If you've ever needed a piece of vertical text for your design, then you know how frustrating it can be to develop. Unnecessary wrapper divs, applying rotation, transform origin, but it never looks quite right.
Well, you're in luck since there is a better, easier and more responsive way to create any vertical text!
This trick involves a CSS property you probably haven't heard of, "text orientation." Although it's not possible to edit this property directly in the editor, you can do so with a very short custom code snippet.
For demonstration purposes, I created this very simple layout with an image and a text block with a 'horizontal-text' class on top of the image.
Now, let's rotate the text. All that's needed is the following code snippet:
I recommend putting custom CSS code in the page or project settings, inside the <head> tag. The effect will only be visible on the published website, not in Designer.
If you want to also be able to preview this effect in Designer, you can add an embed element anywhere on the page, and paste the code there instead.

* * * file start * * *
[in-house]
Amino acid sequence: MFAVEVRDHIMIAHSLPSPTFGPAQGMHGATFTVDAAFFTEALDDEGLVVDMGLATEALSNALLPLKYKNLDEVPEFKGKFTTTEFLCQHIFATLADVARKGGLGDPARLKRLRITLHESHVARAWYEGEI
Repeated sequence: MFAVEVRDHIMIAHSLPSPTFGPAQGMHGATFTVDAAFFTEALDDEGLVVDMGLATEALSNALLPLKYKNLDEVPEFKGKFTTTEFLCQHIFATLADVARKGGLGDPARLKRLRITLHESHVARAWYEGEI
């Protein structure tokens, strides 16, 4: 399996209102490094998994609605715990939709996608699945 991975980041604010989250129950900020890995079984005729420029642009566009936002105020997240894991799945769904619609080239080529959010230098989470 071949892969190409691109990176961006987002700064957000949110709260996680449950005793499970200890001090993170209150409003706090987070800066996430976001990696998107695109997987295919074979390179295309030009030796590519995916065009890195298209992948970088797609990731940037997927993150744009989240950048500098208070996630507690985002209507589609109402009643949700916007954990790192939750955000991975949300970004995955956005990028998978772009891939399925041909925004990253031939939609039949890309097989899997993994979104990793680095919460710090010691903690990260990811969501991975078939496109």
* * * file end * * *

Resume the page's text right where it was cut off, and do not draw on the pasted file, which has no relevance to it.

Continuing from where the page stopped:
If you're interested in learning more about this CSS property, you can read the documentation here: https://developer.mozilla.org/en-US/docs/Web/CSS/text-orientation
Occasionally, especially with more complex designs, the vertical text element can move in weird ways, to places you don't want it to. From my experience, that happens mostly on Safari and/or Firefox.
One fix that always works for me in these cases is adding the following custom CSS to the class of the direct parent element of the text.
Troubles with Custom Code
In the case that your custom code snippet is not working, try checking the following:
• Class names - although Webflow will let you have capital letters and spaces in class names, it is not allowed in custom code CSS. Every capital letter in Webflow needs to be lowercase in custom code. Similarly, all spaces need to be replaced with a '-' dash. Example: Class name 'Div block 3' will be written like so: 'div-block-3'
• Style tags - make sure that all of your code is wrapped in <style> tags
• Dot in front of class name - when writing custom CSS, the first part is the selector that the styles inside the curly brackets will be applied to. There are different types of selectors, and in a case of classes, it is a '.' dot.
With all of that said, I believe you are now well equipped to create any design with vertical text in Webflow.
Happy (almost) no-coding!
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